It was a world where fear of hellfire was real and ever-present; where people tossed precious coins into the heavy trunks of unscrupulous priests in return for a promise of heaven — payments known as indulgences. The iconoclast reformer Martin Luther shook that world to its core by challenging the all-powerful Catholic Church on the indulgence issue and launching the Protestant Reformation.

An exhibit now on view at the Morgan Library & Museum documents Luther’s role. It even includes one of the trunks, physical evidence of a world characterized by widely-held beliefs far different from today’s.

But some things remain the same. The exhibit highlights one aspect of life that has hardly changed at all: a new technology’s ability to drastically change the way people communicate, helping them challenge an out-of-touch elite. For Luther, that technology was the printing press.

Luther wanted to reach people any way he could, says Euan Cameron, professor of Reformation Church History at Union Theological Seminary. That included sermons, but Luther was truly effective at being one of the first to “write short and to write in both German and Latin.” That and small-sized books allowed his revolution to travel, and be understood.

Those widely distributed pamphlets were as effective as some fear Donald Trump’s tweets could be today.

This year marks the 500th anniversary of Luther’s 95 Theses which challenged Catholic doctrine and upended Europe’s defining power structure. That document, which by tradition was nailed on the door of Wittenberg Castle in fall of 1517, reverberated far beyond the small German town with the help of the nascent printing industry.

Until Luther, publishers had failed to establish themselves with sufficient loans and investment, says Cameron. And their products were still similar to the large, old theological books created for centuries by hand: “boring, difficult,” large and in Latin.

The printing press allowed Luther’s ideas to circulate rapidly. But they also circulated the secondary material that Luther and his allies swiftly created in their lifelong battle against the Roman Catholic Church.

Some of these “bestsellers in the field of antipapal polemics” are on display at the Morgan: a satirical picture of the pope as a “grotesque, donkey-like creature” along with Luther’s commentary. A juxtaposition of the life of Christ with the life of the pope, including illustrations of Christ expelling the moneylenders from the Temple on one side, the Pope selling people indulgences on the other.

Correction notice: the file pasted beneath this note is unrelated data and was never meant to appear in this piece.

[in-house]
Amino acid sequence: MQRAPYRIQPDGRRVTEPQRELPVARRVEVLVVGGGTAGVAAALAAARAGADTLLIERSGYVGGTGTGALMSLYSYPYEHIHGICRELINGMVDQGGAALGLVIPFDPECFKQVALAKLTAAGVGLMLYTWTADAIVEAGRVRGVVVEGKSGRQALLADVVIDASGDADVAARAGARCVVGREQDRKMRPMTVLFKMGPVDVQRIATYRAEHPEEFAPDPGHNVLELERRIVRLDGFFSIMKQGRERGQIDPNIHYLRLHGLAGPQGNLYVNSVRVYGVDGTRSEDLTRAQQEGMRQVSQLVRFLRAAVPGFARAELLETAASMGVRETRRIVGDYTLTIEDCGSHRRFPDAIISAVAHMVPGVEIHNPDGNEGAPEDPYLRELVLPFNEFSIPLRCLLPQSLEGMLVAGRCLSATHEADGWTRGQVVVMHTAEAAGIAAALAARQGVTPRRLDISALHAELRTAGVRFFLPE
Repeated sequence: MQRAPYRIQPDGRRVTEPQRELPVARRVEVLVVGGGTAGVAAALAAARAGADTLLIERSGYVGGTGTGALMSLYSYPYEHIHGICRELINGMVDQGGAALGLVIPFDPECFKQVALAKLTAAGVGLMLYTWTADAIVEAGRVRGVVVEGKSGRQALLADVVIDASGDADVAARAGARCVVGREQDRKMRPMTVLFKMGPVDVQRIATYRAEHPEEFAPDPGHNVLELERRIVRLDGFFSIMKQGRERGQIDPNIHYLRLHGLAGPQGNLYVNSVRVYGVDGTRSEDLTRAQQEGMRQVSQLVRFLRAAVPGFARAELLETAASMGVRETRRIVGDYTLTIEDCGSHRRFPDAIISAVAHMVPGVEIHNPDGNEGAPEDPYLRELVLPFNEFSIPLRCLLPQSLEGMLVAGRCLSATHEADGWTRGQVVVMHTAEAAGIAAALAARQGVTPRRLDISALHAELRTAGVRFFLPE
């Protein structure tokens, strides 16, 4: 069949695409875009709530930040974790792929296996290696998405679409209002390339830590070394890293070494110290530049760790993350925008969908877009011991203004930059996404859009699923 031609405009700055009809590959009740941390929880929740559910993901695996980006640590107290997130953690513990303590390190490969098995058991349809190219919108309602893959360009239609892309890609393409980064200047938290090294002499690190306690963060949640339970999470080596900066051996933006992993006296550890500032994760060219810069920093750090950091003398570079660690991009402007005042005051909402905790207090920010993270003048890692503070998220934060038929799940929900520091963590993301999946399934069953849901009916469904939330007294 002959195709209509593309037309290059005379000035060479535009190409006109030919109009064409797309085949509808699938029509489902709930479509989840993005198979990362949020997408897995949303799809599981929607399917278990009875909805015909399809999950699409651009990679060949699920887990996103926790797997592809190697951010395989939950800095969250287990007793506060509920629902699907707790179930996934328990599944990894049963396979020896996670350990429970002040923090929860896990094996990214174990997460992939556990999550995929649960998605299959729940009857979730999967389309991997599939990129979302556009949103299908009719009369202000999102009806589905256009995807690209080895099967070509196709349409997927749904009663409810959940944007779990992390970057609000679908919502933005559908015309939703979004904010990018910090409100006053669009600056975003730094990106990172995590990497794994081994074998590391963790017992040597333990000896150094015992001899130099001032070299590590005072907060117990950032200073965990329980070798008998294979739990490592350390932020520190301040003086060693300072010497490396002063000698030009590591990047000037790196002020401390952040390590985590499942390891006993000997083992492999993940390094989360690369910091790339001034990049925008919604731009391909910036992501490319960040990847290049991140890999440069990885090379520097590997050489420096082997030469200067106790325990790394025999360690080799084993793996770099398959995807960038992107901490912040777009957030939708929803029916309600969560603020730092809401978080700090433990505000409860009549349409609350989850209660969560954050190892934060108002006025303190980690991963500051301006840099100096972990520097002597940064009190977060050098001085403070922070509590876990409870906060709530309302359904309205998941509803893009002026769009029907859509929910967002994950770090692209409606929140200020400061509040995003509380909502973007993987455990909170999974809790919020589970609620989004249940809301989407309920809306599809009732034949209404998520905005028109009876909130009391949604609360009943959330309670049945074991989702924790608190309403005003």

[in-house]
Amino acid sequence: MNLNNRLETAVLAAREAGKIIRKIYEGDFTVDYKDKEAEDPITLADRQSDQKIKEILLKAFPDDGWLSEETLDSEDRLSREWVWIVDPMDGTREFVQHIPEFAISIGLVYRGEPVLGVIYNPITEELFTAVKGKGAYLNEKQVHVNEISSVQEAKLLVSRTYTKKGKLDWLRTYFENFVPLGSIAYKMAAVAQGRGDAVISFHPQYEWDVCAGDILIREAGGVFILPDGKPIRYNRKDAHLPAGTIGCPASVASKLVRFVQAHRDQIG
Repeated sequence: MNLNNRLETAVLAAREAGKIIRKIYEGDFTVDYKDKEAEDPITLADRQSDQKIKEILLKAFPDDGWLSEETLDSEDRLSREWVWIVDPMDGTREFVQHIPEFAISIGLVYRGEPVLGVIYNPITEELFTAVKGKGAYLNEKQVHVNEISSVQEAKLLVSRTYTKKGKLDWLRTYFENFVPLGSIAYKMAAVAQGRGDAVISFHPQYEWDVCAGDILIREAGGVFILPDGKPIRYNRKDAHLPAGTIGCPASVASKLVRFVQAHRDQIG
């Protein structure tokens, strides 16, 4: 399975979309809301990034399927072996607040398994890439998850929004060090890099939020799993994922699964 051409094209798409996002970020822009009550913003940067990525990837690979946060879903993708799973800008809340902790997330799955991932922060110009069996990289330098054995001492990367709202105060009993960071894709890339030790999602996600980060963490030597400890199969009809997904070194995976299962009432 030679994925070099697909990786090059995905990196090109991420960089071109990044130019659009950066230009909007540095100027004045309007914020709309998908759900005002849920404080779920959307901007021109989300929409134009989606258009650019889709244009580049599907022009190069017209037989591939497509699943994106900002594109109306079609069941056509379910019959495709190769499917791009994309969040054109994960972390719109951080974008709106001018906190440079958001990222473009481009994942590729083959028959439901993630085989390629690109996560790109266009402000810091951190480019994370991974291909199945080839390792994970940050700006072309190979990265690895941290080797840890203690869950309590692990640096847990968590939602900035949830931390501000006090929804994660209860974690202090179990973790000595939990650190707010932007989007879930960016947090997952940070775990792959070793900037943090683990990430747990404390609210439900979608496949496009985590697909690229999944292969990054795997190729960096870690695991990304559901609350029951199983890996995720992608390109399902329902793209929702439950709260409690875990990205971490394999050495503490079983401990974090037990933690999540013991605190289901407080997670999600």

Church supporters fought back, such as with a 1529 diatribe by Johannes Cochlaeus that included an image of Luther as the seven-headed beast of the Apocalypse.

But the powers that be couldn’t quash Luther entirely, whose pamphlets and broadsides made their way around Christian Europe, where paintings show the common sight of single sheet woodcuts pinned up in village centers, says Cameron. There, they stirred opposition to elites whose rules seemed arbitrary and harsh. Passions were inflamed by the surprise of an image, or a well-turned, defiant phrase, as with Luther’s description of the pope as “your Hellishness.”

While battling the pope by proxy, Luther also spent more than 10 years translating the Bible into accurate, readable German. The printing press spread the Holy Book along with his diatribes, making mysteries of religion more accessible.

Technology brought more truth, even as some adopted it to distribute propaganda. This has been the promise and pitfall of the social media innovations of today as well — leaders like Trump provided with much more direct access to followers, while social media users have a far wider world of information at their fingertips.

Trump continues to use Twitter in the crass, crude and entertaining way that has fixated his followers. He decided it was necessary for the soon-to-be inheritor of Lincoln’s office to cast aspersions about a Golden Globes speech, describing Meryl Streep as “over-rated” and a “flunky.” He cheers defenders in simplistic terms (Rupert Murdoch is a “great guy”) and slams the opposition, media, in similar ways. (“Terrible!”)

In doing so he has contributed, along with technological change, to the undercutting of the status quo powers that be in government and media alike. If he keeps thumbs to keyboard even upon assuming the presidency — and spokespeople have taken to saying that his tweets “speak for themselves” — he will have an even larger platform to skewer the status quo. Some may tire of the propaganda, but many followers will likely cheer him on.

Luther, who so benefited from the printing industry, also “called it into being” in some ways, Cameron said. He supported and encouraged the printers he used, and his successes created copycats both among those who supported and those who opposed him.

Cameron compares this to “the way the internet called new genres of writing into being,” including blogs which presaged modern forms of social media. Trump has been maybe the ultimate maestro and impresario of that form, in terms of spinning online success into real-world power. It could be just the beginning.